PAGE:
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Govt should resolve cash crisis

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GOVERNMENT must solve the ongoing cash shortages as a matter of urgency. The crisis is causing chaos and long winding queues at most banking institutions.

When people work, they expect to withdraw their money from banks without restriction or breaking sweat. There is no need for people to suffer for what they worked for.

We are all aware that things are slipping out of control all over the country, and President Emmerson Mnangagwa’s government is behind all this.

It is painful to see people, men and women, struggling to get what they worked for.

Government must address these problems as soon as possible because the people cannot take the pain anymore.

Addressing issues of confidence requires national convergence around a political and economic reform agenda for Zimbabwe.

Open up the economy and increase the injection (supply) of United States dollars into the economy.

This is where the policy matrix of Zimbabwe has to change in order to attract foreign direct investment and fresh capital.

Without any stonewalling, government must address the people’s concerns.

As a matter of emphasis, the main obstacle is the confidence crisis which requires a political solution. –Silence Raki

Let’s humiliate Mnangagwa in 2023

PRESIDENT Emmerson Mnangagwa has repeatedly told the nation that the voice of the people is the voice of God.

But events on the ground tell us a different story. We know that anyone who has tried in the past to tell Mnangagwa to listen to the voice of the people has been dealt with harshly or violently.

So, which people is Mnangagwa talking about? Former Chivi South legislator Killer Zivhu was expelled from the ruling Zanu PF party for suggesting that MDC Alliance leader Nelson Chamisa and Mnangagwa should dialogue.

He even suggested that  Mnangagwa’s wife, Auxillia, and Chamisa’s wife, Sithokozile, should meet first and pave way for their husbands’ talk.

Mnangagwa must not mislead us. He must tell the nation that we are going nowhere, whether we like him or not.

Those who have tried to oppose his party and government from outside have been dealt with ruthlessly, examples being investigative journalist Hopewell Chin’ono who has been in and out of prison on trumped-up charges for exposing corruption.

Opposition activists such as Harare West MP Joanah Mamombe, Cecilia Chimbiri and Netsai Marova were arrested on allegations of violating COVID-19 lockdown measures after staging an alleged illegal demonstration in Harare sometime last year.

They were hunted like animals, beaten up, abused, tortured, prosecuted and continue to be persecuted because his administration was under pressure and feared their influence would grow such that his popularity would wane ahead of the 2023 elections.

Ordinary people in rural and urban areas have suffered the worst as punishment for supporting opposition parties and people demanding that Mnangagwa address to their plight.

In the past, some people have been killed, abducted and tortured, denied food aid and displaced simply because of their support for the MDC Alliance. –Stanley Dhunha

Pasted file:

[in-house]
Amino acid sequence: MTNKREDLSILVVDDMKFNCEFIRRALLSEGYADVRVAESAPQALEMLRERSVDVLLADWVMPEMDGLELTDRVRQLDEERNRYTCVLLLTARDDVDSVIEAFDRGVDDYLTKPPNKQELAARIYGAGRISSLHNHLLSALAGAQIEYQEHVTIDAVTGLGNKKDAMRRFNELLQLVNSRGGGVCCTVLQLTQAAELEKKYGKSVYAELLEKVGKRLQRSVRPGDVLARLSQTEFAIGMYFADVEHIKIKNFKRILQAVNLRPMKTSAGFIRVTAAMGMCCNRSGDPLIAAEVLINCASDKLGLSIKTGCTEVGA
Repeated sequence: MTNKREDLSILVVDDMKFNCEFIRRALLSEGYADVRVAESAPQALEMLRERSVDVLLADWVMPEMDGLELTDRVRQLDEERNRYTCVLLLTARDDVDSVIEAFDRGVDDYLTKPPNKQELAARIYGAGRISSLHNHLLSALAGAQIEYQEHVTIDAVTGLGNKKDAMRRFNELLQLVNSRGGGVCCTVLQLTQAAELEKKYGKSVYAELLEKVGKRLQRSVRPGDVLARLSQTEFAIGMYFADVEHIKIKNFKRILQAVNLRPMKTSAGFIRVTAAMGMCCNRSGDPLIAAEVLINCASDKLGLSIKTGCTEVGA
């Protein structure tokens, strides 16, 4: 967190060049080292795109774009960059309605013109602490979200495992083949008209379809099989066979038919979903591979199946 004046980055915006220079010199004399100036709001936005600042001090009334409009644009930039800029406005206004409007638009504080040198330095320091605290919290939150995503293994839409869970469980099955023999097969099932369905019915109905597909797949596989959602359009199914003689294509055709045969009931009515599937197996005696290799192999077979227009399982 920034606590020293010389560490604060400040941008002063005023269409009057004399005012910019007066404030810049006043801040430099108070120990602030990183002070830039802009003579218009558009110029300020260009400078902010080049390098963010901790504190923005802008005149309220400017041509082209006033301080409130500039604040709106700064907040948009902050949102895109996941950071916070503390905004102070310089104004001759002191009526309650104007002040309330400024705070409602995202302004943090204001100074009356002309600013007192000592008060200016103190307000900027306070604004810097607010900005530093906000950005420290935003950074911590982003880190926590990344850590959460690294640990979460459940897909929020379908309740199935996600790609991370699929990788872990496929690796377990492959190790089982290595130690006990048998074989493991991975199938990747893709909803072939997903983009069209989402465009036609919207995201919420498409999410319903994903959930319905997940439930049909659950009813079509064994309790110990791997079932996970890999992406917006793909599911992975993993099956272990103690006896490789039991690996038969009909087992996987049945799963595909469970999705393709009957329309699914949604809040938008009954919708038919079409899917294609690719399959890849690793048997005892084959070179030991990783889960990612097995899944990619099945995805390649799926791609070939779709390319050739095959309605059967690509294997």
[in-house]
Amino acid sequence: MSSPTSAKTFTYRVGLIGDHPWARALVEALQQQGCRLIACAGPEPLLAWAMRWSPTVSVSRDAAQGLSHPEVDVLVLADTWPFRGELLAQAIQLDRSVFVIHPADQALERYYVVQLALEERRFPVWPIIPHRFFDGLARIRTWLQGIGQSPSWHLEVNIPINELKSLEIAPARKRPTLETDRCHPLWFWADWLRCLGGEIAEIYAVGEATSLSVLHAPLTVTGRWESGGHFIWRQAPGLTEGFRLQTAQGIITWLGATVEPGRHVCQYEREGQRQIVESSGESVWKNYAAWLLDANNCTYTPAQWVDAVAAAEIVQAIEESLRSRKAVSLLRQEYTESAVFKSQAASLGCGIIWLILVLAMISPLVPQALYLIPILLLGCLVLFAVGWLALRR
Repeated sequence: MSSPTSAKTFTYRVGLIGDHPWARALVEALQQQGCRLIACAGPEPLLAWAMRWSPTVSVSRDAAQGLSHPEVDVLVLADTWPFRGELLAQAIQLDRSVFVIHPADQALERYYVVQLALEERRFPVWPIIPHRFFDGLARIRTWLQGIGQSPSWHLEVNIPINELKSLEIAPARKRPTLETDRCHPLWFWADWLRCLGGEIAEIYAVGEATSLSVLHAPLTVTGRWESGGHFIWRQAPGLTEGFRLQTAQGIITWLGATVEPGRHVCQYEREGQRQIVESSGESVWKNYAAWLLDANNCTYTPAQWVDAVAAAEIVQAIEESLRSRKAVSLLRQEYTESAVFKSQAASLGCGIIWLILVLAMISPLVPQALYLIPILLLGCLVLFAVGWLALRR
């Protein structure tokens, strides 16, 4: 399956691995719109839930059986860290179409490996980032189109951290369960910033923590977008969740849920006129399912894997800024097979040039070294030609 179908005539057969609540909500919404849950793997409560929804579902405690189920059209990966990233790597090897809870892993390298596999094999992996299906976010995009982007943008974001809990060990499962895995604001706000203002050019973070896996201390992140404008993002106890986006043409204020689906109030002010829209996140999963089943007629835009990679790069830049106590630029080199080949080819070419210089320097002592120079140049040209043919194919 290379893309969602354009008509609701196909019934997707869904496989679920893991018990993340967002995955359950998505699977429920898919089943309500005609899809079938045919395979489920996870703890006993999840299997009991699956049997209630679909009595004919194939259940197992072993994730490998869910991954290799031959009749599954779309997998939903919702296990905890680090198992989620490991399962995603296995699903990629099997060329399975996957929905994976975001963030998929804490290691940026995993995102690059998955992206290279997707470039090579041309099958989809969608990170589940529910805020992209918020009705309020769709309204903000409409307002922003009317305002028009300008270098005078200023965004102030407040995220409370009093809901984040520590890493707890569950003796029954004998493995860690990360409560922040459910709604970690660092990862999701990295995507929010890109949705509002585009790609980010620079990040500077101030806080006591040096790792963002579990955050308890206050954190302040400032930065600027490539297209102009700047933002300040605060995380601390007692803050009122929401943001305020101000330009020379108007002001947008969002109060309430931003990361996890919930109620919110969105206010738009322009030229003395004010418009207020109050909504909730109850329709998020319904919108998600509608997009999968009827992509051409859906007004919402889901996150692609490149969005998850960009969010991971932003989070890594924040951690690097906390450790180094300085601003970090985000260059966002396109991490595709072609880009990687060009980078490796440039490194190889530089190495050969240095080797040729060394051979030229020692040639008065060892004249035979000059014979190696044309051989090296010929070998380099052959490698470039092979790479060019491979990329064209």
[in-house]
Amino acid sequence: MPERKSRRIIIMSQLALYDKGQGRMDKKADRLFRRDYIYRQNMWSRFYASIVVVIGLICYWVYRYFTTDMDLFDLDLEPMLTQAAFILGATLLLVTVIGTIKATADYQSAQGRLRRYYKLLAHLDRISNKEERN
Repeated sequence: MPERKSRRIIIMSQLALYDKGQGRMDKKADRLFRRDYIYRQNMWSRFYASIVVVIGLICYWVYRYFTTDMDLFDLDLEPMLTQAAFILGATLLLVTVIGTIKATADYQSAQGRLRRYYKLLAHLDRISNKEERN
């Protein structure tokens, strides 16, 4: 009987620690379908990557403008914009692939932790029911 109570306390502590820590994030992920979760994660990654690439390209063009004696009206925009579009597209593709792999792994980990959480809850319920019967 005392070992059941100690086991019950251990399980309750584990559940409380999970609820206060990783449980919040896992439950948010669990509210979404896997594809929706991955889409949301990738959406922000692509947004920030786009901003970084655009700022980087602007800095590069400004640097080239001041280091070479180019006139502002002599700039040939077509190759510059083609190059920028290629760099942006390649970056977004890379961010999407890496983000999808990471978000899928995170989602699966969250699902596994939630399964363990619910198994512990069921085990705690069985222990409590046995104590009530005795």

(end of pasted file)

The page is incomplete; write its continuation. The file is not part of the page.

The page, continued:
Zimbabwe has become replica of Rhodesia

THE birth of Zimbabwe and many other African States came as a result of violent confrontations.

Negotiations like the ones at Lancaster House Conference took place after a violent confrontation between the guerilla fighters and white supremacists.

Among the issues at the centre of the Second Chimurenga were the land question, totalitarian rule by the whites and oppression of the black populace.

The dastardly acts of the Ian Smith regime were unbearable. It is also important to note that the regime’s oppressive nature did not go unnoticed as Britain and the United Nations imposed sanctions on Rhodesia.

Fast-forward to 2000 and beyond, Zimbabweans find themselves in a similar situation. The issue of land became the crux of the battle.

Words like terrorists and puppets began to be thrown around with reckless abandon against the opposition and dissenting voices.

The government of the day has failed to cut the umbilical cord of colonialism. They have become a replica of the Smith regime.

They have perfected the art of oppression, interchangeably using violence, draconian laws to maintain a tight grip on power.

Given the fact that most people in the government of Zimbabwe fought for the liberation of the country against the oppressive Smith government, it only makes sense that they learned the oppressive style of government from the very system they fought against.

It is ironic that the Zimbabwean government is becoming a black version of the Smith government, thereby, vindicating an apt assessment by Frantz Fanon when he said that what changed after the independence of most African States was the skin colour of the oppressor.

But as a generation, we have a duty — a generational mandate, a generational obligation — to fight the system.

We have to demand accountability, good governance and respect of the rule of law. There is much that unites us than divides us.

We should never engage in violence because that’s what the regime that we are fighting wants.

It has survived and thrived on violence, that’s its forte.

But we are smarter than it, we are a different generation.

We should be alive to the dangers of imitating our oppressors and we should not make the same mistakes the previous generation made. –Dadirai Nguva

 

 

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